The NDP candidate for Vermilion-Lloydminster, Saba Mossagizi, said she is surprised by the amount of support the party has been getting in Lloydminster and said campaigning has been hectic “but in a good way.”
Regarding the early election, she said the NDP seem a bit more prepared than some other parties, but they still wish they had more time to get things ready.
“It was a frustration that we weren’t able to get our ducks in a row as much as we could have if they had stuck to the pre-decided date. It’s just a little bit crazy right now. It’s unexpected and it’s busy,” she said.
“We have some great volunteers at the NDP offices, so they’ve been doing a lot of door knocking. I’ve been contacting anybody who is interested in volunteering with us. To be honest, nobody thought Lloydminster would be an area where so many people would be interested in the NDP.”
The Edmonton native has a degree in political science and is a union representative with United Food and Commercial Workers where she works in employee management relations. She also has a history with organizations that help at-risk youth join the labour market through work placement partnerships.
Given this background, some of the issues she is concerned with involve what she considers bad policy in the labour market and job creation for the province’s young people.
“I graduated in a time when the recession was just hitting and I could sort of see people struggle after doing everything that we were all told we were supposed to do and then there still not being work. It’s frustrating.”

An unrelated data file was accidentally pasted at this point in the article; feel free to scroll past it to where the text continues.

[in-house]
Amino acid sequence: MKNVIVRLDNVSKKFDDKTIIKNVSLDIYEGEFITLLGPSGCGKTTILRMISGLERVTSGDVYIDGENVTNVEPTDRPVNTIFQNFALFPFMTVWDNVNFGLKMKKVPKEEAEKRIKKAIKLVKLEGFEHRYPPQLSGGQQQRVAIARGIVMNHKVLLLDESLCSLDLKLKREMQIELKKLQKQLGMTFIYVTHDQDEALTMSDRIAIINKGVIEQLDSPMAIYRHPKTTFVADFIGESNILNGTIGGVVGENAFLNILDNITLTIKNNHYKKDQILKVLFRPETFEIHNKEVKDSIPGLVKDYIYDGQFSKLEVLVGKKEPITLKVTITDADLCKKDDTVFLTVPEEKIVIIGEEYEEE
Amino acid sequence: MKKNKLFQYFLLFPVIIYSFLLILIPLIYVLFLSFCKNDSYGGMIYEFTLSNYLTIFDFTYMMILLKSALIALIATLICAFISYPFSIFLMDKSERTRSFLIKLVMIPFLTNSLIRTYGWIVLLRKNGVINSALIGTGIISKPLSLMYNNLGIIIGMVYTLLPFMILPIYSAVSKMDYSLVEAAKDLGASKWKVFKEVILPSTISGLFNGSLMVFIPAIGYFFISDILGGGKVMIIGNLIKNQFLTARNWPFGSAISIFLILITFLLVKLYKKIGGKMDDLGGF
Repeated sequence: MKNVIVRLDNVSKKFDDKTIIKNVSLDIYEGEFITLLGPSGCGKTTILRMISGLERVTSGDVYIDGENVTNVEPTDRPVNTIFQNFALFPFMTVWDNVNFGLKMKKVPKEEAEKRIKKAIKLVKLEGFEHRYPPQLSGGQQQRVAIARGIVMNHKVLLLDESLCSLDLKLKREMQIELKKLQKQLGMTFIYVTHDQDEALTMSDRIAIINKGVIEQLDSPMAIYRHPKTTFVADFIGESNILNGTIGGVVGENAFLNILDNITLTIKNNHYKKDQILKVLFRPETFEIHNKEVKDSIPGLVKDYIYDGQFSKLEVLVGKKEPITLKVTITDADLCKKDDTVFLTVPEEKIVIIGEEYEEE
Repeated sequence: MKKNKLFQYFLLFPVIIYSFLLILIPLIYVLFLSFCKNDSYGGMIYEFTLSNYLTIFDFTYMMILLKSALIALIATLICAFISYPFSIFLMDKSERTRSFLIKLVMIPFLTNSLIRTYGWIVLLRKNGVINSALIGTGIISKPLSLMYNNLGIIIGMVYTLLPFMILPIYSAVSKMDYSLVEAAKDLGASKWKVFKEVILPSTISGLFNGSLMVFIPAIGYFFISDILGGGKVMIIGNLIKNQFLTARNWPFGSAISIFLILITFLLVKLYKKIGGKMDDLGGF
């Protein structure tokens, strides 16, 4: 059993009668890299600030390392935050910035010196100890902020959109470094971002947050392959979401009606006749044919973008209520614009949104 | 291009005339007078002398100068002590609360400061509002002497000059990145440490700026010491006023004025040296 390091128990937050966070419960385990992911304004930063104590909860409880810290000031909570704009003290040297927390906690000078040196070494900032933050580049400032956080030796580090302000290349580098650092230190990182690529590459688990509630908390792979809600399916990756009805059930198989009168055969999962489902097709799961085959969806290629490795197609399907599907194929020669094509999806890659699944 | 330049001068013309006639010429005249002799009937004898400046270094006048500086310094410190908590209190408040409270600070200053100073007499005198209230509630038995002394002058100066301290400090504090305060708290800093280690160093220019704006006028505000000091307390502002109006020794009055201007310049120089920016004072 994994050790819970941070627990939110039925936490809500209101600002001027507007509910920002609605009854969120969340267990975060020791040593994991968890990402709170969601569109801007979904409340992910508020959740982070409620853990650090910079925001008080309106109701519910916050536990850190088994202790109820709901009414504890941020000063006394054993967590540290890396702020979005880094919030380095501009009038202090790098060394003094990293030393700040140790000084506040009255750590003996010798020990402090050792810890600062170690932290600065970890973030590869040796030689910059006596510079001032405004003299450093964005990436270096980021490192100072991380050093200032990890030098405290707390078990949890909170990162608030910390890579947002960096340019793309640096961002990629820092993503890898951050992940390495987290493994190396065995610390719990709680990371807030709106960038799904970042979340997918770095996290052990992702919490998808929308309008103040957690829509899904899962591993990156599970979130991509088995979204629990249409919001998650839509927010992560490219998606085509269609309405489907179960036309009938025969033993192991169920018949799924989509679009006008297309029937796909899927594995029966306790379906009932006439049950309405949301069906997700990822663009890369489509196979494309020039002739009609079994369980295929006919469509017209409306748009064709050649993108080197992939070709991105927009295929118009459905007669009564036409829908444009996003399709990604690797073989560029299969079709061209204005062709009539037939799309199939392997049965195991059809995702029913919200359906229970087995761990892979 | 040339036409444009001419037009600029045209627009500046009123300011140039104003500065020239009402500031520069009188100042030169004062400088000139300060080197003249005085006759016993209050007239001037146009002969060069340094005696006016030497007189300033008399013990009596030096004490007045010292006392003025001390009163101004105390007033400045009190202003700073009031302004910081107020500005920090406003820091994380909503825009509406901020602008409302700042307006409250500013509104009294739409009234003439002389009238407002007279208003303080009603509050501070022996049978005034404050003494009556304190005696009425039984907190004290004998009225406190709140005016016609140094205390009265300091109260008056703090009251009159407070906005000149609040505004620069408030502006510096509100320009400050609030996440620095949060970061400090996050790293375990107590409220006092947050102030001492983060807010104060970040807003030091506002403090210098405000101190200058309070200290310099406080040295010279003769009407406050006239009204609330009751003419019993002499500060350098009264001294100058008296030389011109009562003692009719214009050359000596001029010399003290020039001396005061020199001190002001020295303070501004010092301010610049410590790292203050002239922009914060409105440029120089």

Another concern of her’s is the treatment of temporary foreign workers (TFW) in the province. She says TFWs are scared to speak out about their rights because the consequences for them are so high. Mossagizi said the NDP are under the position that if someone is good enough to work here, they should be good enough to stay without fear of being terminated for bringing up their rights.
Mossagizi was drawn to the NDP for a number of reasons and feels it’s the most relatable party for her in terms of policy and ideology. She said they are a well-rounded party and their ideology isn’t directed to benefit a specific demographic but for everyone.
She says her background in working with labourers, homeless youth, new Canadians and other groups that her opponents may have less experience with makes her a good person to vote for.
“I think my background is pretty different than most other candidates. Like I said, I graduated right in the heart of the recession. I work with workers now, before I worked with homeless youth, newcomers, refugees, various stuff like that where I feel I have a good touch with middle- to low-income households here in Alberta and I’m not sure a lot of other candidates can say that.”
Anyone who wishes to reach Mossagizi can contact her at firstname.lastname@example.org.